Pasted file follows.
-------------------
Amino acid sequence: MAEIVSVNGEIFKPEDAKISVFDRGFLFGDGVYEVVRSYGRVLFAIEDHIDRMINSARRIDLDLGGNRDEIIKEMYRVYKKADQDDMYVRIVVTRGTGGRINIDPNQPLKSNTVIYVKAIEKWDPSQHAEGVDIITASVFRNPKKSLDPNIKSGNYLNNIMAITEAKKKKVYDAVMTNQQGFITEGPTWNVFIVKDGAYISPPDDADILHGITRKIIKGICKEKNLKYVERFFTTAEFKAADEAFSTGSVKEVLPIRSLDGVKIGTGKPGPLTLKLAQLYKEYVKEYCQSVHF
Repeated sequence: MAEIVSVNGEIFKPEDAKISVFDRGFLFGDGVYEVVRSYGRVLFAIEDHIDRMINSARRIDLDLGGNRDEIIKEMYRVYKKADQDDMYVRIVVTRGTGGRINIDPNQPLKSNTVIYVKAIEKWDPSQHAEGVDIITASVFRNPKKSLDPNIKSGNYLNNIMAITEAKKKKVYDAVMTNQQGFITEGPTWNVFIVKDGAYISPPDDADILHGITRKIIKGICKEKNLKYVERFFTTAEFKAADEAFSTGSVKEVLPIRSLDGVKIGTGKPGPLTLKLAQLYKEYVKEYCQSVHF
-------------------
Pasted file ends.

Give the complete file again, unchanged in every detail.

Amino acid sequence: MAEIVSVNGEIFKPEDAKISVFDRGFLFGDGVYEVVRSYGRVLFAIEDHIDRMINSARRIDLDLGGNRDEIIKEMYRVYKKADQDDMYVRIVVTRGTGGRINIDPNQPLKSNTVIYVKAIEKWDPSQHAEGVDIITASVFRNPKKSLDPNIKSGNYLNNIMAITEAKKKKVYDAVMTNQQGFITEGPTWNVFIVKDGAYISPPDDADILHGITRKIIKGICKEKNLKYVERFFTTAEFKAADEAFSTGSVKEVLPIRSLDGVKIGTGKPGPLTLKLAQLYKEYVKEYCQSVHF
Repeated sequence: MAEIVSVNGEIFKPEDAKISVFDRGFLFGDGVYEVVRSYGRVLFAIEDHIDRMINSARRIDLDLGGNRDEIIKEMYRVYKKADQDDMYVRIVVTRGTGGRINIDPNQPLKSNTVIYVKAIEKWDPSQHAEGVDIITASVFRNPKKSLDPNIKSGNYLNNIMAITEAKKKKVYDAVMTNQQGFITEGPTWNVFIVKDGAYISPPDDADILHGITRKIIKGICKEKNLKYVERFFTTAEFKAADEAFSTGSVKEVLPIRSLDGVKIGTGKPGPLTLKLAQLYKEYVKEYCQSVHF